Here We Go Again!

Shvat 3rd, 5767

Unless you are brand new to here, you may have noticed me rather proglonged absence from the blogosphere. You may also have noticed that I have given the blog a facelift and renamed it. (Anyone wanna tell me how to put the title in actual Hebrew, by the way?) I have also left up most of the posts from the Live from Israel version of this blog for posterity's sake. Point being, I, as usual, find myself full of things that need saying. So here I am online again and attempting to do just that.


To answer your questions, if you have not already been able to ask me:
-Yes, I had a good time.
-Yes, it was amazing.
-No, I am nowhere near fluent in Hebrew.
-The thing that I most enjoyed was the people I was with.
-The thing that most suprised me was how much I like davening all in Hebrew.
-Yes, I have a girlfriend. (For those of you that did not ask me that upon my return, you might be surprised by how many did.)
-Yes, going to back to regular school is hard. Traumatic, really.
-Yes, I know where I am going to school. Drew University has accepted me and offered me an obscene scholarship.
-Yes, it is terrible what is happening with the Israeli government.

School is strange. Life feels like purgatory. I have a sense now that I am waiting in a train station for the last train to the rest of life. I know what I am want to do and why and what I want to do next and yet, here I am, still in high school.


I returned Sunday from the North-American Federation of Temple Youth-Texas Oklahoma Region Winter Conclave. My report follows in a few different sections, each one containing some connections to larger issues.


The theme of the event was "One Fish, Two Fish, Red Fish, Jew Fish." Cute. The problem is that I am left wondering why. A good theme should start with an actual theme. This was slice of pop culture with a joke thrown in. The attempts to drag programming on being Jewish out of this theme fell largely flat.

The Lorax was a fine avenue for exploring Jewish environmentalism. The flaw was that the connection made between Judaism was through the fact that Dr. Seuss was Jewish and therefore the Lorax is clearly an allegory for Moses. Everyone whip out your copies (or internet synopses) of the Lorax and you tell me. I frankly, did not see it. However, Judaism does have a long tradition of being one of the few voices crying out for some sort of Justice in the world. That was the direction the program went in.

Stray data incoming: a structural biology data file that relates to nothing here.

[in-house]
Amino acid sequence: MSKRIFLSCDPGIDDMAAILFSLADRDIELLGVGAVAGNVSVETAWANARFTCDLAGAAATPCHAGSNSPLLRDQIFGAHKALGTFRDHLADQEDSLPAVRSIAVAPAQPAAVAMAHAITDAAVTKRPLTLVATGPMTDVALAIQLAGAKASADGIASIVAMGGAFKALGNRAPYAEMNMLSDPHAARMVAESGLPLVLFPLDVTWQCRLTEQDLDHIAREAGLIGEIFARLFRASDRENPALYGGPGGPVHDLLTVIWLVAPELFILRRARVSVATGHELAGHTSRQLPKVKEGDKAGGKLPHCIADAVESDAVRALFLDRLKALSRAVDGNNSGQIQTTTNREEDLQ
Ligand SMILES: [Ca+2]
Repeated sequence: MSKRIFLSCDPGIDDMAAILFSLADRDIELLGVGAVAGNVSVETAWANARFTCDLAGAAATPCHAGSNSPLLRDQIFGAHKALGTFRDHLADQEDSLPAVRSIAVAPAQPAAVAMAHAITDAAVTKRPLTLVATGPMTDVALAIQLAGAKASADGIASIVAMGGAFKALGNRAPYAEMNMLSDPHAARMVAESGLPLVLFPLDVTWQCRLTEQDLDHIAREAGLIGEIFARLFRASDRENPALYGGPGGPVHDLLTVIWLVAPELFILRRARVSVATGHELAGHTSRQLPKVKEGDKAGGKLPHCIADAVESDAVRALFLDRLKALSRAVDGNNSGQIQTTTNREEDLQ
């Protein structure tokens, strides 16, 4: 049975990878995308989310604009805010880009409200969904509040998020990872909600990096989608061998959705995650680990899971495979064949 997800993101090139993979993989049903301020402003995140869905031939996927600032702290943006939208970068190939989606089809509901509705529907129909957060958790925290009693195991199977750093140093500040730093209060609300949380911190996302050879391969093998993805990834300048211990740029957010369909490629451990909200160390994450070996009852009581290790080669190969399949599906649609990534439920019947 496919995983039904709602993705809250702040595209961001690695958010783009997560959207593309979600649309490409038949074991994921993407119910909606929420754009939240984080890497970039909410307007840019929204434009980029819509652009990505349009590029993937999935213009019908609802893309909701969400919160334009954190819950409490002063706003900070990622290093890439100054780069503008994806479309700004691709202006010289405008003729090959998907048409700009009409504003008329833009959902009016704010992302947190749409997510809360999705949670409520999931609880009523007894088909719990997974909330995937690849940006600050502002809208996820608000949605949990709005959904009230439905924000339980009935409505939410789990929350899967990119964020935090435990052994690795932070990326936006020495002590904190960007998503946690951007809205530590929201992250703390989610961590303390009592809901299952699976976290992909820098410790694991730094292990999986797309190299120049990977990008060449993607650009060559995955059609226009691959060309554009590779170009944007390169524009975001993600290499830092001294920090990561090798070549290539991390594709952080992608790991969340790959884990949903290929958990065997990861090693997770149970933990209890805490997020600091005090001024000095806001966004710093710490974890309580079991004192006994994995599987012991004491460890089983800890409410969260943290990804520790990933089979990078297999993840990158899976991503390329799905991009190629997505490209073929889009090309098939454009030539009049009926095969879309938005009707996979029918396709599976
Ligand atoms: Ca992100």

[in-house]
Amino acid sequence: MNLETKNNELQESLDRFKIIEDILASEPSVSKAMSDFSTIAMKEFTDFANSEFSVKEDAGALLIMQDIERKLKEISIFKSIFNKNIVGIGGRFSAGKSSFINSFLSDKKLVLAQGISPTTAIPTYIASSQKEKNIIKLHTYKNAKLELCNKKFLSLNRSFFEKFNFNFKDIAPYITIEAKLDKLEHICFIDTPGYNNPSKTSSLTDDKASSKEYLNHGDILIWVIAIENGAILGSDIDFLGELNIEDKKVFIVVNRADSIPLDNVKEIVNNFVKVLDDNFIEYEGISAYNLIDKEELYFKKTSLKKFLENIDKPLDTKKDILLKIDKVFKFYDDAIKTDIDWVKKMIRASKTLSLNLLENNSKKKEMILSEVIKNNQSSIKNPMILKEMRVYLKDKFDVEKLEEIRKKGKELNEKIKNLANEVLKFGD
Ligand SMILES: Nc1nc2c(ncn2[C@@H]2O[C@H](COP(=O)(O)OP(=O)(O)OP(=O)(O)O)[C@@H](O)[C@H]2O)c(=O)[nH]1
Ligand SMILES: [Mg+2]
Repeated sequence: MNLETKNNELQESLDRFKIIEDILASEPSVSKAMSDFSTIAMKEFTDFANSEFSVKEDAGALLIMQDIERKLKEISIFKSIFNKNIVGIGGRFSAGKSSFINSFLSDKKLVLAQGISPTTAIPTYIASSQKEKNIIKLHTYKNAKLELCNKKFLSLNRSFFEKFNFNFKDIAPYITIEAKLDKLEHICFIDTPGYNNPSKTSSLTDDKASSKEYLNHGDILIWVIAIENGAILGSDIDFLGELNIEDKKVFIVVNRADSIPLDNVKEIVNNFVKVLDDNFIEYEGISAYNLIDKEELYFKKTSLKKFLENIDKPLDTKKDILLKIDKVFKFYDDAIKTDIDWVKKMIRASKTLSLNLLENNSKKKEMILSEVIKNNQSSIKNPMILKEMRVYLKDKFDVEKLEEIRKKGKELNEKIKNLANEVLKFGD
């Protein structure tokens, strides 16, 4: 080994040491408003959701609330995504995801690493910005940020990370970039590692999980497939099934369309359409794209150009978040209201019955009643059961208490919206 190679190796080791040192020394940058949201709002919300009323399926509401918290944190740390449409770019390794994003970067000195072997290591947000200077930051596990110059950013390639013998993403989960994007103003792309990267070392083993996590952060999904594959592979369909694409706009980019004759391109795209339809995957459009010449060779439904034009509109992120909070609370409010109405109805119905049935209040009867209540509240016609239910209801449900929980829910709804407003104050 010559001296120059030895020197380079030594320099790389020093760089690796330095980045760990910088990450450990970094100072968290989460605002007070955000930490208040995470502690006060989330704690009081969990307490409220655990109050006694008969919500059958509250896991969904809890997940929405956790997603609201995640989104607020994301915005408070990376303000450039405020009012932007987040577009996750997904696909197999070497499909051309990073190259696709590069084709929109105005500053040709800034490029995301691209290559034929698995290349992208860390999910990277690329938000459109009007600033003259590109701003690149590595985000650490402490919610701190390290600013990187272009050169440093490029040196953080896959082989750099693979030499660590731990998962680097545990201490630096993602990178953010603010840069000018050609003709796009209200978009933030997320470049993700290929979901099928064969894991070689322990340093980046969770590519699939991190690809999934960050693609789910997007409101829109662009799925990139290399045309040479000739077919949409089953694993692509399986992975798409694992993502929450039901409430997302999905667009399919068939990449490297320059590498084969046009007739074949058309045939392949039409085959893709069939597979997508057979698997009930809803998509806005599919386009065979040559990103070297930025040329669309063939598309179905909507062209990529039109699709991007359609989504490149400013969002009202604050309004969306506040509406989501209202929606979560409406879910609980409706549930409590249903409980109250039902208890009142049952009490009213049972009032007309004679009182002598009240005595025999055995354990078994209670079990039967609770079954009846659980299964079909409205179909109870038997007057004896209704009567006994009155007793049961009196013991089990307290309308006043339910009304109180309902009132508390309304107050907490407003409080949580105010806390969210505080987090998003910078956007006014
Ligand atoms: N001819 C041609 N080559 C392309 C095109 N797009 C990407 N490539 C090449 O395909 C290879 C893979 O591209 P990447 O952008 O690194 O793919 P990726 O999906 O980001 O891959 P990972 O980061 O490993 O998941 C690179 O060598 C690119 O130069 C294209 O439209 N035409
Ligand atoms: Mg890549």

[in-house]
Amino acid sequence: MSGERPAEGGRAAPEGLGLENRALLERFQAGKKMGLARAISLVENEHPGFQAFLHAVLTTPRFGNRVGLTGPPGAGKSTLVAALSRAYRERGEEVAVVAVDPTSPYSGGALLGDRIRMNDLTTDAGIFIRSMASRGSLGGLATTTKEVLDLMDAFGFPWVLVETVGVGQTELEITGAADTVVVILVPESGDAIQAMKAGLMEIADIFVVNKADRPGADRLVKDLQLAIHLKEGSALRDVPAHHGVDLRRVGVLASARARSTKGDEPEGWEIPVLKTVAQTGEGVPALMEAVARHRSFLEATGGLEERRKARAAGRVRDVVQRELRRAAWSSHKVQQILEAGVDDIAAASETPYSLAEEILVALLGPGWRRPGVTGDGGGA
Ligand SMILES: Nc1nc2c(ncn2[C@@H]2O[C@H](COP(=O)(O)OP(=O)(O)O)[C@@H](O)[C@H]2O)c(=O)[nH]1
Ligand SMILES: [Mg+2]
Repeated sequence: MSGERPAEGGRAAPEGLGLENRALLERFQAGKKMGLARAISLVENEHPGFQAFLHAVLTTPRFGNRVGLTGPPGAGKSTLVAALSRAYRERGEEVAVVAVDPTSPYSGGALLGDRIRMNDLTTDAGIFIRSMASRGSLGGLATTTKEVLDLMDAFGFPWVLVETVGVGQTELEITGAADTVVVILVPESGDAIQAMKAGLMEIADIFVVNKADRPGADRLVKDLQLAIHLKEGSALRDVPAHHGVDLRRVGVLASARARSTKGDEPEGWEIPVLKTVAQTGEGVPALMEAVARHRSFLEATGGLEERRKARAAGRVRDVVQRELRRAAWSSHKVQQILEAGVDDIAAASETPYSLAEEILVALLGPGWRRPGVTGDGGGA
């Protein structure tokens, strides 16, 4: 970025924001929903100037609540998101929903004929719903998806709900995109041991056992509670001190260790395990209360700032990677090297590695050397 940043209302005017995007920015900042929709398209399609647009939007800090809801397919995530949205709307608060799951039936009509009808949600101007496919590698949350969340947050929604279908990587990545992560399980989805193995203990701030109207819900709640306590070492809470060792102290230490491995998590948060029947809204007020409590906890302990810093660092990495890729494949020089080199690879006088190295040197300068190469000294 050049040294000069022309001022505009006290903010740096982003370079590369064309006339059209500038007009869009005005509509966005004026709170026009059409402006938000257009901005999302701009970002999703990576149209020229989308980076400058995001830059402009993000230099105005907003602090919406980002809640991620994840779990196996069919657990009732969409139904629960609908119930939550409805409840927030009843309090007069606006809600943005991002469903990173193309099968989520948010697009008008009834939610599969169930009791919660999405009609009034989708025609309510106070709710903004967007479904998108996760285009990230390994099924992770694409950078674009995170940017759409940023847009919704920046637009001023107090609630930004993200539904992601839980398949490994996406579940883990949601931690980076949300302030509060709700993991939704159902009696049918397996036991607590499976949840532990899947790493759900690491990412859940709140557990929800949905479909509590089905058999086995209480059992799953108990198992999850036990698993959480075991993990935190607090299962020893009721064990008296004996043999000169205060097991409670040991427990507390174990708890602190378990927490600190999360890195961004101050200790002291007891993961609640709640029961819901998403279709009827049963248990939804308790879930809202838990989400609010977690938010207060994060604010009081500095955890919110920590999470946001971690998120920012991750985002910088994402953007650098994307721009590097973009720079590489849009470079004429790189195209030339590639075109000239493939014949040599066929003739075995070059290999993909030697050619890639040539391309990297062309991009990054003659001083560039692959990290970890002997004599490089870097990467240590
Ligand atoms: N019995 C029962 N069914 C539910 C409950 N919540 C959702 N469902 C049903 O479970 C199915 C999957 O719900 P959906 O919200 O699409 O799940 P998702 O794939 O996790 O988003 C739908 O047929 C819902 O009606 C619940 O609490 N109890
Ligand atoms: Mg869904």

When my group was asked what issues they would be "Loraxim" for, the list was, shall we say, interesting. In included environmental issues, animal rights, child abuse, more puppies, gay rights, unfair municipally-instituted teen curfews, Darfur, Darfur, Darfur, Darfur, Darfur... You will notice that amongst this list there is not one single Jewish issue. There may be opinions on these issues informed by Judaism involved, but I fail to find a real Jewish issue. I suggested adding assimilation, Jewish literacy in America, and the crisis Israel is in via Iran. Added though they were, these issues did not seem interesting to my group, which wanted to talk about puppies and Darfur, Darfur, Darfur, Darfur, Darfur... I am all for helping to protect other people from injustices that befell the Jewish people in the past. There is a genocide in progress in Darfur and there was a genoside perpetrated against our people in the 20th century. We can look out for other people and feel great about it and we should because it is one of our ehtical obligations. "Welcome the stranger, for you were a stranger in the land of Egypt" and all that jazz. But, and this is one big but, we can not look out for others at the expense of ourselves. There is a man in Iran who wants to wipe the State of Israel off the map! With nuclear bombs! For real! And here is the worldwide Jewish with out heads in the sand and our hands over our ears yelling "La la la la la I can't hear you!" and it is not a nigun! So maybe we could deal with this issue a bit more and then worry about the kids with flies on their faces in Darfur!

Are you mad yet? Mad at me for being flippant about the fly-face kids in Darfur? Fine.


No offense disclaimer: For themed services, these were alright. This is less a criticism of these services and more a criticism of themed services, using those from this weekend as an example.